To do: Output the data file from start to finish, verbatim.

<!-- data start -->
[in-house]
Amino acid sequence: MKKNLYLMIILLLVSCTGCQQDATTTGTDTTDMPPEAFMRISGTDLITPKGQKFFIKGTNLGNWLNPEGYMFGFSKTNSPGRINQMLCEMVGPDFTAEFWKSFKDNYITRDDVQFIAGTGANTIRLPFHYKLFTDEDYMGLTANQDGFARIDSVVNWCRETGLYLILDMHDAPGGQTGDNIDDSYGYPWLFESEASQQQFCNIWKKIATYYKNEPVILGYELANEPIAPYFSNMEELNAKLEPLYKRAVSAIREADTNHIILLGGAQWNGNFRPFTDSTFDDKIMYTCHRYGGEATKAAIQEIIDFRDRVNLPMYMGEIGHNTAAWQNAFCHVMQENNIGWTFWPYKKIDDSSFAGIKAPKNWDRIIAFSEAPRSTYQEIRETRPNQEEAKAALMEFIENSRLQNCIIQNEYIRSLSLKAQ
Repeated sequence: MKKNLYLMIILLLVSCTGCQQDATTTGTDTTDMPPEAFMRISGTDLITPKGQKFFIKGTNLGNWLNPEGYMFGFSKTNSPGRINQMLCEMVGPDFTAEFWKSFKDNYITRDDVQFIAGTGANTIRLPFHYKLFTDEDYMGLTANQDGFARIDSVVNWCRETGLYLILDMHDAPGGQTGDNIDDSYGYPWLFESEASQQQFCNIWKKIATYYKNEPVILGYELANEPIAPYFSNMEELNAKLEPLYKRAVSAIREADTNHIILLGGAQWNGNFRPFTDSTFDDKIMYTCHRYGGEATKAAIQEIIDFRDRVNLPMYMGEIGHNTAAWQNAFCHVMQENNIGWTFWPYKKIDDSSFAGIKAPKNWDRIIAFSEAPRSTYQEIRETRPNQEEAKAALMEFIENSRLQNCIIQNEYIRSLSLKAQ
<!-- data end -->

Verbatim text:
[in-house]
Amino acid sequence: MKKNLYLMIILLLVSCTGCQQDATTTGTDTTDMPPEAFMRISGTDLITPKGQKFFIKGTNLGNWLNPEGYMFGFSKTNSPGRINQMLCEMVGPDFTAEFWKSFKDNYITRDDVQFIAGTGANTIRLPFHYKLFTDEDYMGLTANQDGFARIDSVVNWCRETGLYLILDMHDAPGGQTGDNIDDSYGYPWLFESEASQQQFCNIWKKIATYYKNEPVILGYELANEPIAPYFSNMEELNAKLEPLYKRAVSAIREADTNHIILLGGAQWNGNFRPFTDSTFDDKIMYTCHRYGGEATKAAIQEIIDFRDRVNLPMYMGEIGHNTAAWQNAFCHVMQENNIGWTFWPYKKIDDSSFAGIKAPKNWDRIIAFSEAPRSTYQEIRETRPNQEEAKAALMEFIENSRLQNCIIQNEYIRSLSLKAQ
Repeated sequence: MKKNLYLMIILLLVSCTGCQQDATTTGTDTTDMPPEAFMRISGTDLITPKGQKFFIKGTNLGNWLNPEGYMFGFSKTNSPGRINQMLCEMVGPDFTAEFWKSFKDNYITRDDVQFIAGTGANTIRLPFHYKLFTDEDYMGLTANQDGFARIDSVVNWCRETGLYLILDMHDAPGGQTGDNIDDSYGYPWLFESEASQQQFCNIWKKIATYYKNEPVILGYELANEPIAPYFSNMEELNAKLEPLYKRAVSAIREADTNHIILLGGAQWNGNFRPFTDSTFDDKIMYTCHRYGGEATKAAIQEIIDFRDRVNLPMYMGEIGHNTAAWQNAFCHVMQENNIGWTFWPYKKIDDSSFAGIKAPKNWDRIIAFSEAPRSTYQEIRETRPNQEEAKAALMEFIENSRLQNCIIQNEYIRSLSLKAQ